Rallies held in Burkina Faso to support new leader Ibrahim Traore
Protesters were angered over rumors that generals were in consultation to appoint one of them in place of the new leader Ibrahim Traore.
Protesters rallied in Ouagadougou, the capital of Burkina Faso on Thursday in support of the country's new leader, Ibrahim Traore.
Traore, only 34, was declared president on Wednesday following a two-day standoff that saw Lieutenant-Colonel Paul-Henri Damiba getting ousted from power.
This marks the country's second military coup in eight months, with Damiba only assuming power in January after outsing former President Rock Kabore via a coup of his own in light of growing frustration over the state of the country's security.
Prior to Damiba's ousting, there were already rumors spreading among some army generals about Traore potentially replacing him.
Rumors also circulated about internal divisions within the army, wherein the junior officers represented by Traore and the high-ranking officers who moved in the same circles as Damiba.
Several hundred people were gathered in front of the national radio and television center in the city.
"We have learned that the generals are in consultation to appoint one of them in place of Captain Traore. It will not do! Not today, not tomorrow," said one of the protesters, Amadou Congo.
It took an hour for the crowd to be contained until the government announced that it denied rumors of a split.
"Information which has been circulating since this morning on social networks about generals meeting... is unfounded" according to a statement released by the communication ministry.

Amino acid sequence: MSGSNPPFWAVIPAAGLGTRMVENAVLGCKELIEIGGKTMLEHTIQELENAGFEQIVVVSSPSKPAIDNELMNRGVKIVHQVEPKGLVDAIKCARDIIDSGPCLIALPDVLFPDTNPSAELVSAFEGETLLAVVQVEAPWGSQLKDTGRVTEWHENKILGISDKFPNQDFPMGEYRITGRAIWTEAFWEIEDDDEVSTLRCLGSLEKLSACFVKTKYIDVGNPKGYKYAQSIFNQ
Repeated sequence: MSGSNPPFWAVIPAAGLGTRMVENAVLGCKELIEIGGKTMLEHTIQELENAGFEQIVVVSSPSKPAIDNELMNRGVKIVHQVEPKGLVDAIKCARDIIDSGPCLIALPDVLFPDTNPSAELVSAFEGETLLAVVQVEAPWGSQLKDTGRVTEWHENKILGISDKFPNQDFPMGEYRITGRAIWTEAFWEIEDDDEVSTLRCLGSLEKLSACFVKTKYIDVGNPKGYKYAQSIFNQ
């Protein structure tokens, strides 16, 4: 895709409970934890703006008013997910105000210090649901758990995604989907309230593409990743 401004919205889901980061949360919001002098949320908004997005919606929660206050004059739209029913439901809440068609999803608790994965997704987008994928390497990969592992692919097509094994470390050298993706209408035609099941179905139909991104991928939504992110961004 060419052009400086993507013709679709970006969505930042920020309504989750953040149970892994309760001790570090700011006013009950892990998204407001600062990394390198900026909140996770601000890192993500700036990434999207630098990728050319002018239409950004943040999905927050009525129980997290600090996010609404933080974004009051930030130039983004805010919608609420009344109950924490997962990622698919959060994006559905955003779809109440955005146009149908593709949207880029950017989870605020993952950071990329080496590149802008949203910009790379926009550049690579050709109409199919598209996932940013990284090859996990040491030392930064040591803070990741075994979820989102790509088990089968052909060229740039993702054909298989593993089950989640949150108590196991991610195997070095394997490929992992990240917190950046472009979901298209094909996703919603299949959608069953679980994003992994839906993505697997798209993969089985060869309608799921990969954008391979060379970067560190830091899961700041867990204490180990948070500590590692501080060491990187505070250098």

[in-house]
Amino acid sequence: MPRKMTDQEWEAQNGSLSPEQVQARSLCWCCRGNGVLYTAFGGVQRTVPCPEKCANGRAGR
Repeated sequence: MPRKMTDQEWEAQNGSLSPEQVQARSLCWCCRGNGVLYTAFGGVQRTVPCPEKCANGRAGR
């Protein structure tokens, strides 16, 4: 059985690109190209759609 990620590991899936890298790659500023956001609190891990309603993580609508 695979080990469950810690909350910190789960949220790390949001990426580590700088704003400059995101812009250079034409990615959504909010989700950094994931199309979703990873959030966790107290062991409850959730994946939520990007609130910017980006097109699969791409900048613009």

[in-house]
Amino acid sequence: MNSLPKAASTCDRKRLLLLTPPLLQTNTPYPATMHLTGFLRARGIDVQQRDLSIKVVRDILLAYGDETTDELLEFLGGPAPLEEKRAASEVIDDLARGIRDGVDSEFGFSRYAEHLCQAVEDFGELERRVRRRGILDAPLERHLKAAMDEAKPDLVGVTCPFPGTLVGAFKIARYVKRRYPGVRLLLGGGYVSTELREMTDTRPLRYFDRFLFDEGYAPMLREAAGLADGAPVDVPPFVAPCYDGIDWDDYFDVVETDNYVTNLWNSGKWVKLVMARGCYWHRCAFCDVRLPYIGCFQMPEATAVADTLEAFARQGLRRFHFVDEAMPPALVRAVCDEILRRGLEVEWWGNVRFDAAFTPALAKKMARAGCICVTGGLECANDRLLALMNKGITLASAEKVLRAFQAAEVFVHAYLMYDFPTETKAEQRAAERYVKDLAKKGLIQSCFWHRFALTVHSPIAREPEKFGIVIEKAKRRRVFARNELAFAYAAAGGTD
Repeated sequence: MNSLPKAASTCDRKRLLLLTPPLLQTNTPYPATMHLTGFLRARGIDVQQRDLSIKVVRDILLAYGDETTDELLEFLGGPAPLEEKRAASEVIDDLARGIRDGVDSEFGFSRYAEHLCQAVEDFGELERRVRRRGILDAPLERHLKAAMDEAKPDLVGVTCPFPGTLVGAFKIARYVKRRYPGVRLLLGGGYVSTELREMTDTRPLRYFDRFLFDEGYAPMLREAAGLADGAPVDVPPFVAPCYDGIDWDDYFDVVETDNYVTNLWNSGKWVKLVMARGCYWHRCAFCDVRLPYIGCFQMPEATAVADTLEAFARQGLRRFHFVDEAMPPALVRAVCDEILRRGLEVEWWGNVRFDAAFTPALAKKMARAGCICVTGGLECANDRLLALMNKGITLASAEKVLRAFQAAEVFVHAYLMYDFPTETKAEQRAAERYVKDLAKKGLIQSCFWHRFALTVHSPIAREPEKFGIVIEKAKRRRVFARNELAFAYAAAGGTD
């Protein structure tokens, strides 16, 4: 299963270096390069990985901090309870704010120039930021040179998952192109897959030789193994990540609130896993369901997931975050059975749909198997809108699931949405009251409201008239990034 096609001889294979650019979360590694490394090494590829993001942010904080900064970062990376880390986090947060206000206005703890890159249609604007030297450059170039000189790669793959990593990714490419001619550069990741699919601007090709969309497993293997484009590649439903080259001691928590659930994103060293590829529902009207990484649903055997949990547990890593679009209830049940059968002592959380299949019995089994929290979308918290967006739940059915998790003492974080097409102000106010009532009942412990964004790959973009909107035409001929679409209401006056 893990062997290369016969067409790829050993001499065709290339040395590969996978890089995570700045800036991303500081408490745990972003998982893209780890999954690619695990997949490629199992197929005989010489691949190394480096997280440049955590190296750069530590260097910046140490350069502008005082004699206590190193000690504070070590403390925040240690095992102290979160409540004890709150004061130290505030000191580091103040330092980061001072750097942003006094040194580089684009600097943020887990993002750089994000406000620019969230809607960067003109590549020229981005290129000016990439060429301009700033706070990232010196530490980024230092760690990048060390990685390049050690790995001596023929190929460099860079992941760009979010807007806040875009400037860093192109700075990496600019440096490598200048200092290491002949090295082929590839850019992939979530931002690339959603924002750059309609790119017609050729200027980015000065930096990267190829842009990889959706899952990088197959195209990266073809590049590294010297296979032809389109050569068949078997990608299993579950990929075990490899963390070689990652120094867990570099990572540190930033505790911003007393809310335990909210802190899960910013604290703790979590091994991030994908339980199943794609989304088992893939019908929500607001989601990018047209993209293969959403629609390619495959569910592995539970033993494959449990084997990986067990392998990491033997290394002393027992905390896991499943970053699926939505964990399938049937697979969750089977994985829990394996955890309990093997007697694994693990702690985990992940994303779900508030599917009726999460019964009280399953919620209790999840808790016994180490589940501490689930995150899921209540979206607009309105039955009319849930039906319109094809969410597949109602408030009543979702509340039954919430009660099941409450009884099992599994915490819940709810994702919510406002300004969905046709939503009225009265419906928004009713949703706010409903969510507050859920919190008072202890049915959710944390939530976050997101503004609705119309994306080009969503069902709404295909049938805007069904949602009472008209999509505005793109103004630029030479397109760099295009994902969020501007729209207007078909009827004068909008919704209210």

Since last Friday's coup, calm has relatively been reestablished in Ouagadougou.
Traore, although young, has an extensive background as an officer from Burkina Faso's Georges Namonao Military School, generally considered a lower-class institution relative to the Kadiogo Military Academy of which Damiba is an alumnus.
At just 34, Captain Ibrahim Traore, is appointed the new President of Burkina Faso, making him, Africa’s youngest head of state. pic.twitter.com/iYb2xFF6f0— Atulinda Allan🇺🇬 (@Atulinda_Allan) October 6, 2022
Among the crowd, some of the protesters were waving Burkina and Russian flags as some believed Traore may follow the path of other French-speaking countries in Africa, and reinforce ties with Russia at the expense of total liberation from France.
Relations towards France have been deteriorating in light of its failure to contain terrorist groups and activities across the country. France has previously occupied the country and ruled it with an iron fist while still intervening in its internal affairs to this day, ruining the lives of many.
In January 2022, the national emergency aid agency says that 1.5 million people, nearly two-thirds of them children, were internally displaced as of November 30, attributed to the terrorist violence ravaging the country.
A report published by the UN revealed that nearly 12,000 people were displaced within two weeks in December.
On October 2nd, supporters of Traore gathered outside the French embassy one day after the leader accused the man he deposed of hiding in a French base, plotting a "counteroffensive."
French soldiers watched from the roof as protesters set fire to the barriers and threw rocks at the embassy.